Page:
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Update your NVIDIA drivers due to multiple security issues found

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Here's something we missed with the latest NVIDIA driver updates - turns out that NVIDIA had multiple security issues that they put out in a recent security bulletin. Multiple issues affect both Windows and Linux, across multiple versions of the official NVIDIA proprietary driver.

The ones that affect the Linux desktop are:

  • CVE‑2021‑1052: "NVIDIA GPU Display Driver for Windows and Linux contains a vulnerability in the kernel mode layer (nvlddmkm.sys) handler for DxgkDdiEscape or IOCTL in which user-mode clients can access legacy privileged APIs, which may lead to denial of service, escalation of privileges, and information disclosure."
  • CVE‑2021‑1053: "NVIDIA GPU Display Driver for Windows and Linux contains a vulnerability in the kernel mode layer (nvlddmkm.sys) handler for DxgkDdiEscape or IOCTL in which improper validation of a user pointer may lead to denial of service."
  • CVE‑2021‑1056: "NVIDIA GPU Display Driver for Linux contains a vulnerability in the kernel mode layer (nvidia.ko) in which it does not completely honor operating system file system permissions to provide GPU device-level isolation, which may lead to denial of service or information disclosure."

There's also some vGPU security issues too, which also affect Linux but they're not regular desktop stuff.

If you want to make sure you're totally safe you should update to the latest driver in the series you're using. Going by the information on the NVIDIA security page you should be good on (or better) 460.32.03 which is the latest "Production Branch" driver, 450.102.04 and 390.141 being the latest Legacy driver.

You can look out for future security info here from NVIDIA.

Article taken from GamingOnLinux.com.
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24 comments
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Quoting: ShaddycatDoesn't work on my machine. I get stuck at a super low resolution and 76 Hz. Using a GTX 1080 on Mint. Anyone else have a similar issue?

I'll just stick to 450 for now I think.
Did you manually upgrade from the nvidia page or did you use the driver tool provided by Linux Mint in combination with the ppa?


Last edited by Schattenspiegel on 10 January 2021 at 7:21 pm UTC
slaapliedje 10 Jan
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Quoting: Basiani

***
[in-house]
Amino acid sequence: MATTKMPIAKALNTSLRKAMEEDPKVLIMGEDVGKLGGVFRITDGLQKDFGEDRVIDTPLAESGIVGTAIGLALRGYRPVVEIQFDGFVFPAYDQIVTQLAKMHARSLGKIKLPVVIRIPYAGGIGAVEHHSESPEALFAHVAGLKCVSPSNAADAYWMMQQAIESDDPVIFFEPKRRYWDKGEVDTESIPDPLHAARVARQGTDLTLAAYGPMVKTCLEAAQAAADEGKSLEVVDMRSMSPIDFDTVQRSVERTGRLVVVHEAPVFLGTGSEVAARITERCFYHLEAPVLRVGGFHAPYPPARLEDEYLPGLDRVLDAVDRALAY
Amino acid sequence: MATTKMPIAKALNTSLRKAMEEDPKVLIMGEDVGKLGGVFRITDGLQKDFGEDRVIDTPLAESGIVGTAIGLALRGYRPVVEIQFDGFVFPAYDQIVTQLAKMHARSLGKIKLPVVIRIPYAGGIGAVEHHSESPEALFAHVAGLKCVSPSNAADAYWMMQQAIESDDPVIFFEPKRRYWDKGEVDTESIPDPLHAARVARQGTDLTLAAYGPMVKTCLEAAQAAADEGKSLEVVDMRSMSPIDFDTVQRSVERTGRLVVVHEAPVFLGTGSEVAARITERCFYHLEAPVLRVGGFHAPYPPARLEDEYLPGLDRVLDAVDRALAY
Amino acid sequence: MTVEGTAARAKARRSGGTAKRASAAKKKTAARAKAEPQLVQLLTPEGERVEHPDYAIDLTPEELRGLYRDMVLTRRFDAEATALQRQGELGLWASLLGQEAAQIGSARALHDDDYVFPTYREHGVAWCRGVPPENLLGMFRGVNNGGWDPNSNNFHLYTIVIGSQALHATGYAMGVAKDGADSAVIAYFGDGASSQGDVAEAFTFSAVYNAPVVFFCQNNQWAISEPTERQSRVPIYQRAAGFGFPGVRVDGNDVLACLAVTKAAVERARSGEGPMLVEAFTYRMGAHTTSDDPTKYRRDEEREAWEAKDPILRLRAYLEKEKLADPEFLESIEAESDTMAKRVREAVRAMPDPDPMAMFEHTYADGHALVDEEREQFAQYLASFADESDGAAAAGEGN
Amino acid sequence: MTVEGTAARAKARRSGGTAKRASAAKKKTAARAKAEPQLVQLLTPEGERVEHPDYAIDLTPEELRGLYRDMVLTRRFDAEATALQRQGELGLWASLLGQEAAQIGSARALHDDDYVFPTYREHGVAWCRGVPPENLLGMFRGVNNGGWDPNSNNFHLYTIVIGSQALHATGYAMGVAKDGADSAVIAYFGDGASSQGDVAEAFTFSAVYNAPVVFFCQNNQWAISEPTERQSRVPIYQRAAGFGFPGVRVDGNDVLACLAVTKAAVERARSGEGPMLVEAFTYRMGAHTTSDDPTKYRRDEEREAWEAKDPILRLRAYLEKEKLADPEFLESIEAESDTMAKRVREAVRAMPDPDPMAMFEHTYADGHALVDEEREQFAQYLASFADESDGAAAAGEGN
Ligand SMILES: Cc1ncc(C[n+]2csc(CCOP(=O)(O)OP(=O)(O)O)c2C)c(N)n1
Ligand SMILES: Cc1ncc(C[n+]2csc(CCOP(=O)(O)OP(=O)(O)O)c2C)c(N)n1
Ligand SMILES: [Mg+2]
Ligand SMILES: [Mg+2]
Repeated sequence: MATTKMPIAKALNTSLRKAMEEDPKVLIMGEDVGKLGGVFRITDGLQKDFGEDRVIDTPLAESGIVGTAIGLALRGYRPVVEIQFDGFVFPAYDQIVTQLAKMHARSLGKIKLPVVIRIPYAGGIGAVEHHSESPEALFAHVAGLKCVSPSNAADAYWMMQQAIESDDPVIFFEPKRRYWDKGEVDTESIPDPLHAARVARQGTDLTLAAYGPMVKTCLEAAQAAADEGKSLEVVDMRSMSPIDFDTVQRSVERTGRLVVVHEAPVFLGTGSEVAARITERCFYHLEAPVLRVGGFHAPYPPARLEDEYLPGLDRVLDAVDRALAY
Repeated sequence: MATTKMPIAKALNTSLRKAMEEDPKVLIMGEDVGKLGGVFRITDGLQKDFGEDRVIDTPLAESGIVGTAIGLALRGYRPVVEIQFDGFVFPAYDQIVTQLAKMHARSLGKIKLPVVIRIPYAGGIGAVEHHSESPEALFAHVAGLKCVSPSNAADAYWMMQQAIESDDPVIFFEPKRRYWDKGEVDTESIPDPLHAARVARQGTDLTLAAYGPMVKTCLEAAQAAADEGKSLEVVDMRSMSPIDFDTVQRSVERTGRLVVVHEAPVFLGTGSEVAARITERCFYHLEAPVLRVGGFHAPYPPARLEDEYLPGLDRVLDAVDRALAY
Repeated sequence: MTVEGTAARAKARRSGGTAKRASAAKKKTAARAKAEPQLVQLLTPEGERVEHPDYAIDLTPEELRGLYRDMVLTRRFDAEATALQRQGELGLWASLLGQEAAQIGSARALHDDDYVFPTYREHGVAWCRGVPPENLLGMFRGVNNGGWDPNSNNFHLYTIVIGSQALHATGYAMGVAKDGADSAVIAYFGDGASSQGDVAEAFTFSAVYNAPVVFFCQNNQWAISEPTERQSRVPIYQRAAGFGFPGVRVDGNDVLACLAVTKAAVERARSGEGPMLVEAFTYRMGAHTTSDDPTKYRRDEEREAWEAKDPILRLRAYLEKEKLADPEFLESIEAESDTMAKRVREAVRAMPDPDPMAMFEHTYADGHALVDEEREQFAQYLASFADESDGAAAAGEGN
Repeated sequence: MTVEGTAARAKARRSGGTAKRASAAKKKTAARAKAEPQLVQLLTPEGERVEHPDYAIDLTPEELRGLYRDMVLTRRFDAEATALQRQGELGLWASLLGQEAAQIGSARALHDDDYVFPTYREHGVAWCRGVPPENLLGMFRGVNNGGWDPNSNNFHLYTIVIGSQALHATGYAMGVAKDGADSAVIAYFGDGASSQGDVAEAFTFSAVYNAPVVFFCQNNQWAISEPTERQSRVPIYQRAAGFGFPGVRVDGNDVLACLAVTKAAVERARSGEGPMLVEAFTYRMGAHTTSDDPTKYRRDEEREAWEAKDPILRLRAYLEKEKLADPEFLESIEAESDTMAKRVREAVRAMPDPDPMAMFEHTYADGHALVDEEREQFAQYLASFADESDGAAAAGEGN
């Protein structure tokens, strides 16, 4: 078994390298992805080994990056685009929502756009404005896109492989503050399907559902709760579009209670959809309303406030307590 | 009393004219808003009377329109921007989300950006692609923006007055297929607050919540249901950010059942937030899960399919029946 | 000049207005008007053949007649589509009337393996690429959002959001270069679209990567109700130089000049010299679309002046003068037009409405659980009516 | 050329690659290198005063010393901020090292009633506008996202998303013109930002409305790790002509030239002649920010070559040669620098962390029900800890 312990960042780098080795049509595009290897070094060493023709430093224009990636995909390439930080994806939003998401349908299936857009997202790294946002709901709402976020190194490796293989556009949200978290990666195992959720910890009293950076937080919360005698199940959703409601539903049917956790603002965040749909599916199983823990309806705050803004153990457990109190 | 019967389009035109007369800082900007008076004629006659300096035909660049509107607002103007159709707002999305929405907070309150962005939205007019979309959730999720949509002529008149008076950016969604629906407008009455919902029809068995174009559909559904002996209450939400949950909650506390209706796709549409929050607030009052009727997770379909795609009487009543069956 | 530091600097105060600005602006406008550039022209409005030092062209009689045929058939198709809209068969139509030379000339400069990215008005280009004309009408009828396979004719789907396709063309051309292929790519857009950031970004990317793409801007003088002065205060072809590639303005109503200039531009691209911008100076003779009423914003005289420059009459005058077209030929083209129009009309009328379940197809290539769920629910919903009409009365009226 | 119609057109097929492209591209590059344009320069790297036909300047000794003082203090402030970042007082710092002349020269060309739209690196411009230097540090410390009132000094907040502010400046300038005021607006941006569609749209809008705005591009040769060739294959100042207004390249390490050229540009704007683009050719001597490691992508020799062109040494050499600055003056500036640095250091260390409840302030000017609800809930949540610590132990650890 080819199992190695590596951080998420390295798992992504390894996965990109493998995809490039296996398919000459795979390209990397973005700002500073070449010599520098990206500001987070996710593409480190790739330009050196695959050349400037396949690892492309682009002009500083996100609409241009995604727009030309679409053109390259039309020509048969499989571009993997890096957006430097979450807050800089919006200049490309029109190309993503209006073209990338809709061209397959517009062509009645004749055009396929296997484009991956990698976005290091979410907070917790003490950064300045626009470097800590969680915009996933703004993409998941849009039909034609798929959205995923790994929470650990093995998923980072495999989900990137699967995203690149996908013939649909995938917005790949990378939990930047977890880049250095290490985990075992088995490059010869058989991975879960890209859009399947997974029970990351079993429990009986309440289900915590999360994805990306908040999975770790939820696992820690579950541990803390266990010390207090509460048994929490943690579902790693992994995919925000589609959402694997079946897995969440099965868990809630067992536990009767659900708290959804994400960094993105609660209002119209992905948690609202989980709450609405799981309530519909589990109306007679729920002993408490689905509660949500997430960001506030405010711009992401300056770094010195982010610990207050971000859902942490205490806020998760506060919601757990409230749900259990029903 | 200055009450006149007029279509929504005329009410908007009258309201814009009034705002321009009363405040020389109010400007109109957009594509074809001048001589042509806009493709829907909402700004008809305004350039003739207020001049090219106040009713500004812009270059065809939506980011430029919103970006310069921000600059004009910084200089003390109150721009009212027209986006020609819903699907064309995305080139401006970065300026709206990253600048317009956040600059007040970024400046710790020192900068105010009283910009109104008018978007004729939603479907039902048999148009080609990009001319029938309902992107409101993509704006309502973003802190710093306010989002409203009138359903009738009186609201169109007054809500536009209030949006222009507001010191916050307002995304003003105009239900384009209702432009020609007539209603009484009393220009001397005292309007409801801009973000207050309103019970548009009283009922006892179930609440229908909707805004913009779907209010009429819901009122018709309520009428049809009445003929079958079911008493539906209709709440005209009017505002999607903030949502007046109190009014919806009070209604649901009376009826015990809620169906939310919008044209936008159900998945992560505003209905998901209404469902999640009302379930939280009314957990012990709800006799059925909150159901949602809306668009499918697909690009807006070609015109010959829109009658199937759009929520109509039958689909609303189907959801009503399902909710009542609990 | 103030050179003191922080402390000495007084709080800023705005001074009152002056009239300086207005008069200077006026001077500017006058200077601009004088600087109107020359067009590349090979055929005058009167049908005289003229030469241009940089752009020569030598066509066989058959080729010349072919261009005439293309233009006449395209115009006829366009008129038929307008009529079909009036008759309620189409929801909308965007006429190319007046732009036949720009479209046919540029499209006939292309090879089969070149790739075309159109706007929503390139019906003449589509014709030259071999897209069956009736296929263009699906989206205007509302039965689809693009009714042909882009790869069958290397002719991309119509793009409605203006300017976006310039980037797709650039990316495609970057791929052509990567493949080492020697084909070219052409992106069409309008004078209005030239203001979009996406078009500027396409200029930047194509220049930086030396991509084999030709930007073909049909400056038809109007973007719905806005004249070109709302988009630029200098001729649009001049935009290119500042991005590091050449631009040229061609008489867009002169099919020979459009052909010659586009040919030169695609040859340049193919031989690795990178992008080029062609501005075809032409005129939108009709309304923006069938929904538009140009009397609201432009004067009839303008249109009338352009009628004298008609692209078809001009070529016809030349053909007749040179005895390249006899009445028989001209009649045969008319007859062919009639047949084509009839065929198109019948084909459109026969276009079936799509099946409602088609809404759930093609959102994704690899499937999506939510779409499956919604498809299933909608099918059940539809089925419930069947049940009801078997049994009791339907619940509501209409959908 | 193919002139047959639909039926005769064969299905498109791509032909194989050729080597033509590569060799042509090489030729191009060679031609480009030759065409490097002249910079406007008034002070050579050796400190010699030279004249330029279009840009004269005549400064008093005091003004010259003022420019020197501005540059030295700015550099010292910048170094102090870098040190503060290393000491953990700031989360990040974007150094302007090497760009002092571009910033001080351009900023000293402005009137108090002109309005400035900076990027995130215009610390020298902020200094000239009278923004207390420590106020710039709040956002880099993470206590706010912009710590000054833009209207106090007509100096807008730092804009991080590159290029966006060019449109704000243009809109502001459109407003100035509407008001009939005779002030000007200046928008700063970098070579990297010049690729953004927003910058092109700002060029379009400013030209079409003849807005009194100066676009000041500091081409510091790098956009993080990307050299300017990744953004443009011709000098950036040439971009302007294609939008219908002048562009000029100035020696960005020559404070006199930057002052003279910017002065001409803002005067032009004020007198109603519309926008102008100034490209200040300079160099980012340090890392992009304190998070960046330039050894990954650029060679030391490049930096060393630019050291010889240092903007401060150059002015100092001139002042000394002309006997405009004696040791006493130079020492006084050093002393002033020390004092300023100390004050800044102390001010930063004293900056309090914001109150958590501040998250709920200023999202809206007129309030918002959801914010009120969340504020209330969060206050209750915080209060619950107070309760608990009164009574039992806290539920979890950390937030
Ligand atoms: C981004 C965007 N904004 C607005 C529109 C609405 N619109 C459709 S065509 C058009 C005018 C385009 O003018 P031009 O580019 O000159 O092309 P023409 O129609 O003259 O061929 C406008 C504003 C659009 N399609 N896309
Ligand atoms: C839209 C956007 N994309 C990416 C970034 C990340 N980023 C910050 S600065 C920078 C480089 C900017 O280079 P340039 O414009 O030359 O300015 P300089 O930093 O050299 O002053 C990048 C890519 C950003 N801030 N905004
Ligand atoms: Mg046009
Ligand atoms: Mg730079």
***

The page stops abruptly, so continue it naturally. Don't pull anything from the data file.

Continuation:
Quoting: XpanderOhh thats weird... i played through all of the game with 450.xx drivers..different ones. havent tried on 460 though

Yes, 450 works well for Detroit. 460 crashes when starting chapter 29 "Last Chance, Connor". I played that game whole two days and every attemp to play chapter 29 it was crashing. A little search I found that same problem have Windows users and fix was just downgrade Nvidia's driver. Tried downgrade driver on Arch Linux, but there was multiple dependencies and it failed, so temporery I installed Ubuntu with Nvidia-450 and finished game with mostly good ending. Yeah, today going back again to Arch.
I really should play through that game, I bought it when it came out on the PS4 though as I thought it was going to be an exclusive one for some reason.
TheRiddick 10 Jan
The AMD 6000 series of GPU's work on kernel 5.10 just fine but allot of nice features for them won't appear until kernel 5.12... THAT is the one downside to open-source, it can take a little while for all the features to be exposed.

I gotta give it to NVIDIA for keeping their driver updated all by themselves, but obviously they have a method of porting code from their windows drivers to Linux which appears to mostly work with a few work around caveats.

I've found updating GPU drivers and MESA to be much easier under Arch based Linux, AUR is a godsend also! The whole PPA Ubuntu random packages method was rather clunky to deal with!


Last edited by TheRiddick on 10 January 2021 at 9:44 pm UTC
Shaddycat 10 Jan
Quoting: Schattenspiegel
Quoting: ShaddycatDoesn't work on my machine. I get stuck at a super low resolution and 76 Hz. Using a GTX 1080 on Mint. Anyone else have a similar issue?

I'll just stick to 450 for now I think.
Did you manually upgrade from the nvidia page or did you use the driver tool provided by Linux Mint in combination with the ppa?

I updated with the driver tool provided by Mint.
tuubi 10 Jan
Quoting: TheRiddickI've found updating GPU drivers and MESA to be much easier under Arch based Linux, AUR is a godsend also! The whole PPA Ubuntu random packages method was rather clunky to deal with!